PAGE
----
Should You Hire a Relative for Your Home Business?

When you first launched your home-based business, you may have been fortunate enough to have relatives volunteer to help you out on occasion. Perhaps your teenager answered the phone when you were away or occupied, a parent assisted with the packing of orders, or your spouse prepared the checks for your signature. In the early days, you may not have been able to pay anyone, including yourself, for the work that they did. However, your business has grown, and you now feel that it is time to start hiring employees. You are considering asking one or more of your relatives to assume a paid position with your business, but you are not certain whether this would be a wise move. The answer depends on a variety of factors, and only by carefully analyzing these factors can you determine whether the decision would be disastrous or advantageous.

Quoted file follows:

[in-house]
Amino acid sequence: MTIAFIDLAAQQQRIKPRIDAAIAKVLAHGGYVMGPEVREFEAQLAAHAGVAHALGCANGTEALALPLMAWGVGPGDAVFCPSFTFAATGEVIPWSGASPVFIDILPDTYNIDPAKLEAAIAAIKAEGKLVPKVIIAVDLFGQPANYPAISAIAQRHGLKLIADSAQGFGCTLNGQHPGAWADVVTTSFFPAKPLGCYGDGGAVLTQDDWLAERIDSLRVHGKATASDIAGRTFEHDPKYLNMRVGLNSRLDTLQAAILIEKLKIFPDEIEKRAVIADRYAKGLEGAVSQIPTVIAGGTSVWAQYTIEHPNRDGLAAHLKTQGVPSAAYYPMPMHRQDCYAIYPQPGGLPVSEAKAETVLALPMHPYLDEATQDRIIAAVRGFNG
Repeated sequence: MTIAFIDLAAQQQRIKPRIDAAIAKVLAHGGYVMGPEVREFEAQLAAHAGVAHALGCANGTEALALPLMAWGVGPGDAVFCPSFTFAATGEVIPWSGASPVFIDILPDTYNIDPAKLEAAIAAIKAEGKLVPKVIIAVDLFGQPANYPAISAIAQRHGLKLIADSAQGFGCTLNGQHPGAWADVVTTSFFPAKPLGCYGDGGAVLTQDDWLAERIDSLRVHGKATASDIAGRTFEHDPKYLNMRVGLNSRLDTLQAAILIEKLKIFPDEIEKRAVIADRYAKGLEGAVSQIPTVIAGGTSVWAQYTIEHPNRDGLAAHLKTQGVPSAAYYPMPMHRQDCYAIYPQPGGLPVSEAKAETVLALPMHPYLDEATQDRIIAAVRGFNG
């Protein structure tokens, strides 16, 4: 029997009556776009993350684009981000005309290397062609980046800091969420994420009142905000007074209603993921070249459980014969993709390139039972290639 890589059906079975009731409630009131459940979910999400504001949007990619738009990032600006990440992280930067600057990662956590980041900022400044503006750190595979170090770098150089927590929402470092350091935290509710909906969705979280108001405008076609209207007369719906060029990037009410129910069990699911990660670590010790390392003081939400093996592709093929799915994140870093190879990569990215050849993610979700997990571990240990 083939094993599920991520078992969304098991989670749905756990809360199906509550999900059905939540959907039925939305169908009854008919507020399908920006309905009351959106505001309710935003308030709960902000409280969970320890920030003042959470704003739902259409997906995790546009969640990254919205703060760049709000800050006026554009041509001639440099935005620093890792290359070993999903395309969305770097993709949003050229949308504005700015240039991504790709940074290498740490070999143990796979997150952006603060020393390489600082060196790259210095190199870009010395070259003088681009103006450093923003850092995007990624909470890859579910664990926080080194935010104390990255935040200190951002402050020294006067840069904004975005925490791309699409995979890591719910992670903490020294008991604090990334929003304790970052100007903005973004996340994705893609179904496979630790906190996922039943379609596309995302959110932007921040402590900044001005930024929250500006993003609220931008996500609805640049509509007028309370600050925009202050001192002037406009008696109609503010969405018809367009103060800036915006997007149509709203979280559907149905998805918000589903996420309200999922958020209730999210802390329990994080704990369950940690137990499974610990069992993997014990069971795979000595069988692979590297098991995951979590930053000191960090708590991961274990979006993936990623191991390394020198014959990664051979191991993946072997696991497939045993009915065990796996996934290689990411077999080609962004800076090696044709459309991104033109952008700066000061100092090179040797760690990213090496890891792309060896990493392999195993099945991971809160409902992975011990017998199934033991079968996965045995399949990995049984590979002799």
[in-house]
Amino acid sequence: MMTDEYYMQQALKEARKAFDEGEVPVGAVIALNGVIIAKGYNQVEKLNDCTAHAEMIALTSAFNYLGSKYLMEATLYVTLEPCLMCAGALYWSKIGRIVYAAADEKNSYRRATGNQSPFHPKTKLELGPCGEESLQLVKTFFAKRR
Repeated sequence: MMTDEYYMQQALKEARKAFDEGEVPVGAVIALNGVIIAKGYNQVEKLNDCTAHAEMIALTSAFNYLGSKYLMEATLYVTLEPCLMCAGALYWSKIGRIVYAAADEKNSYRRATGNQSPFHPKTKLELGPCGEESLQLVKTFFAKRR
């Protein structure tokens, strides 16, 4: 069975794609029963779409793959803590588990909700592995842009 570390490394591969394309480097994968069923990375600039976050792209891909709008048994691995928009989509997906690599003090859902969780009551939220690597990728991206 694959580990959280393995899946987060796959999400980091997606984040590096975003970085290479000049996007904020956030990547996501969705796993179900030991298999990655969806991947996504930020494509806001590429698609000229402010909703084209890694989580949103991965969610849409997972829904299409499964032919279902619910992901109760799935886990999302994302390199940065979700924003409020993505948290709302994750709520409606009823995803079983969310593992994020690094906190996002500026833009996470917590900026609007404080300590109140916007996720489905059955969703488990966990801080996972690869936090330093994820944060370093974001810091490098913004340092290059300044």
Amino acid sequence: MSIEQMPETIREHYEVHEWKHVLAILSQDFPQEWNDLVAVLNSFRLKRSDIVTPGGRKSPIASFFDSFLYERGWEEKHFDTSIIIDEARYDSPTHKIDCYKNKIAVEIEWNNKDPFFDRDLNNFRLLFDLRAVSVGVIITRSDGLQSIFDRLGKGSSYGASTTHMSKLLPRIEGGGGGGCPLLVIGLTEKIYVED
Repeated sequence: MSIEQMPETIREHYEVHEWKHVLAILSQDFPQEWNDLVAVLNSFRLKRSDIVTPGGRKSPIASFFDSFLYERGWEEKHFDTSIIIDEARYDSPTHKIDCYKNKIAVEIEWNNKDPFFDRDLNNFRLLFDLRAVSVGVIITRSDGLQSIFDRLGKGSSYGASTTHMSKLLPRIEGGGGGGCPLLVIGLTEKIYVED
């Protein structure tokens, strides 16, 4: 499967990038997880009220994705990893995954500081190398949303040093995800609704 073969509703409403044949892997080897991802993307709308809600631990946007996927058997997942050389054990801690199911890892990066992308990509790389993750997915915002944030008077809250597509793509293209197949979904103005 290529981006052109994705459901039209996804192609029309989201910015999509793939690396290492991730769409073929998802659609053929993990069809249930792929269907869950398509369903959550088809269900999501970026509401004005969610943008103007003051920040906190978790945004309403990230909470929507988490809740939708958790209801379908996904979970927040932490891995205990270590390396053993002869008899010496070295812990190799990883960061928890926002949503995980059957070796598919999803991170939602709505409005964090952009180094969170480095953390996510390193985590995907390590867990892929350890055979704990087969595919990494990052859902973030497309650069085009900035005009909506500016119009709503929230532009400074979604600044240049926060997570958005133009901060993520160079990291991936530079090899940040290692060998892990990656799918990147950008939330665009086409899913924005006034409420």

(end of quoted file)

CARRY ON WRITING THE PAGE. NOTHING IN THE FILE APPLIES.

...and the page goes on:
Factors to Consider Before You Hire a Relative 

When deciding whether to hire a relative, you should ask yourself the same questions you would ask when considering any other candidate. When evaluating candidates, you try to determine whether their skills and experience match the job requirements, whether they would be conscientious about time and attendance, and whether they would be productive, happy employees. If the candidate is a close relative, you may think that you already know the answers to all of these questions. However, more than one entrepreneur has been shocked and dismayed to discover that a relative was not quite the person they thought. Ask yourself the following questions. 
1. Will he or she respect my authority? You own the company. It is your livelihood, and it may represent the fulfillment of a dream that you have held dear for many years. If you know that a relative is likely to respond to your every instruction with an argument or eye roll, you might want to pass. It could prove too frustrating and stressful to endure this kind of behavior day after day.